“It’s meant to be a sports entertainment show so it has journalism in it which has to be a core of any show I want to do.”

Kelly was part of BBC1's Inside Sport presenting team, which was hosted by Gabby Logan between 2007 and 2009. He has also made appearances on BBC's Match of the Day 2. Kelly though believes his presenting style is evolving during each show.

“I am learning on the job, there are little things you pick up all the time. The more relaxed you get in the studio, the easier it becomes. Everyone in this massive studio is starting new.”

Kelly still presents The Press Pass on Talksport and regularly features on The Tuesday Club.

“Doing TalkSport is great fun, the Sunday night show The Press Pass is good training for this show. The Tuesday show with Colin Murray is good fun too. It helps to promote the TV show to go on the radio. The two work quite well together,” he says. “But it wasn’t physically possible to continue my Daily Mail column. This [Life’s A Pitch] is my priority and nothing will get in the way of that.”

I ask Kelly, who normally invites a couple of journalists on each show, why football programmes don’t feature more reporters rather than being dominated by former footballers.

“We just need better pundits full stop,” he says. “There are plenty of intelligent footballers who make good pundits, good journalists and good broadcasters. We have people on the show like Pat Nevin, Mark Bright and Jason Roberts who are all excellent in any arena. If a player as a pundit is boring people will let you know.”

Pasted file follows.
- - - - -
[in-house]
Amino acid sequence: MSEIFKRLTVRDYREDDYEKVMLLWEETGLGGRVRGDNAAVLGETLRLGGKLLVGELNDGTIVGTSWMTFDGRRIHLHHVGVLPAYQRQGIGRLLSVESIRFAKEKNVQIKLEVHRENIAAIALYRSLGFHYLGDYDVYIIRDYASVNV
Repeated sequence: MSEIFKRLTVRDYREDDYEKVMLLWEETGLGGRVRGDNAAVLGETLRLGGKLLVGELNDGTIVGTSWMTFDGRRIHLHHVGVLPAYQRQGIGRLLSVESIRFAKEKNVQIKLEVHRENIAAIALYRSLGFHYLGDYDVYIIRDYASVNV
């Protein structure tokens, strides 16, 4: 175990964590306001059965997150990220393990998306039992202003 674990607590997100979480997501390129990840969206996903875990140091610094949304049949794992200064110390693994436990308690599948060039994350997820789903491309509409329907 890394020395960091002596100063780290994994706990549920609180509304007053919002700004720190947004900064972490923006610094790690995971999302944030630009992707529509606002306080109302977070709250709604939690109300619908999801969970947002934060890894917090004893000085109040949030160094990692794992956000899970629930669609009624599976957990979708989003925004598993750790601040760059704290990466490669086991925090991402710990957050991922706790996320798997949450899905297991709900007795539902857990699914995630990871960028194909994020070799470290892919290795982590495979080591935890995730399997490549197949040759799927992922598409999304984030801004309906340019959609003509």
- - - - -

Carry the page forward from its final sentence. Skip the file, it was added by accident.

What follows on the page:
Life’s A Pitch's executive producer Mark Aldridge doesn’t think it will be hard to build credibility at BT Sport as the team behind the show have been successful elsewhere.

“There is a lot of established talent at BT Sport plus there is a lot talent behind the camera. There is a wealth of experience within the office. I was really thrilled with the team I was able to assemble because I knew I was bringing in some really big names in terms of producers who have done some big shows. We started looking in July [for the team] and were on air on 5th August.”

Aldridge has hired a diverse team with some members coming from entertainment shows.

“I wanted people to bring some new ideas to it and new approaches but when you are on air for 40 weeks you need people who have done long-running shows before.”

Life’s A Pitch featured Moto GP Carl Fogarty recently whilst legendary Formula One commentator Murray Walker is set to appear in his first TV interview since being diagnosed with cancer. Aldridge is happy to invite guests from various backgrounds in entertainment alongside journalists.

“I think any guest who comes on should be passionate about at least one sport. We had Alan Davies on who is passionate about Arsenal. I want to bring in a broad audience.”

Life’s A Pitch has been well received by those in the media but the show, which is in stark contrast to anything shown on Sky, is for football fans and sport fans too who want a look at the day's major stories with a bit of humour.

“We are on our twentieth show. We’re barely out of the blocks but I am confident we have a nice format,” says Kelly.